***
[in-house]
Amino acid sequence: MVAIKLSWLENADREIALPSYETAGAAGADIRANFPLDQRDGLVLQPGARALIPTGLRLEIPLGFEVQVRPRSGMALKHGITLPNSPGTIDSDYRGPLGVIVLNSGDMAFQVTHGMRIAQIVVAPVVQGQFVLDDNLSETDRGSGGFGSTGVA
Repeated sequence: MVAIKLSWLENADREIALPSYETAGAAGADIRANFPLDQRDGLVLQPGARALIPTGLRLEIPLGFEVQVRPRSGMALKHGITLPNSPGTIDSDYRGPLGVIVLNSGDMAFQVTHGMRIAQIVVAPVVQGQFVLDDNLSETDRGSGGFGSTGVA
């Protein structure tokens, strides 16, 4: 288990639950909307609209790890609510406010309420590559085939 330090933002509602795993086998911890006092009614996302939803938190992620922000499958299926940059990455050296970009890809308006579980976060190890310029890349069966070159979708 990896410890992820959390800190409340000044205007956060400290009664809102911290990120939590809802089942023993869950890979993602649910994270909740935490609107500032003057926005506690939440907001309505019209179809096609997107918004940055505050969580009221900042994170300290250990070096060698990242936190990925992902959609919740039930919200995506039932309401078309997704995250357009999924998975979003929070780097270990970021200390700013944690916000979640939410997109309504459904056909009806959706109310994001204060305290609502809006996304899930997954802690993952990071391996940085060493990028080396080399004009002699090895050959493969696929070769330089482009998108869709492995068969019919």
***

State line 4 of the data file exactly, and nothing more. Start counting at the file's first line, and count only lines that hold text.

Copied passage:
């Protein structure tokens, strides 16, 4: 288990639950909307609209790890609510406010309420590559085939 330090933002509602795993086998911890006092009614996302939803938190992620922000499958299926940059990455050296970009890809308006579980976060190890310029890349069966070159979708 990896410890992820959390800190409340000044205007956060400290009664809102911290990120939590809802089942023993869950890979993602649910994270909740935490609107500032003057926005506690939440907001309505019209179809096609997107918004940055505050969580009221900042994170300290250990070096060698990242936190990925992902959609919740039930919200995506039932309401078309997704995250357009999924998975979003929070780097270990970021200390700013944690916000979640939410997109309504459904056909009806959706109310994001204060305290609502809006996304899930997954802690993952990071391996940085060493990028080396080399004009002699090895050959493969696929070769330089482009998108869709492995068969019919």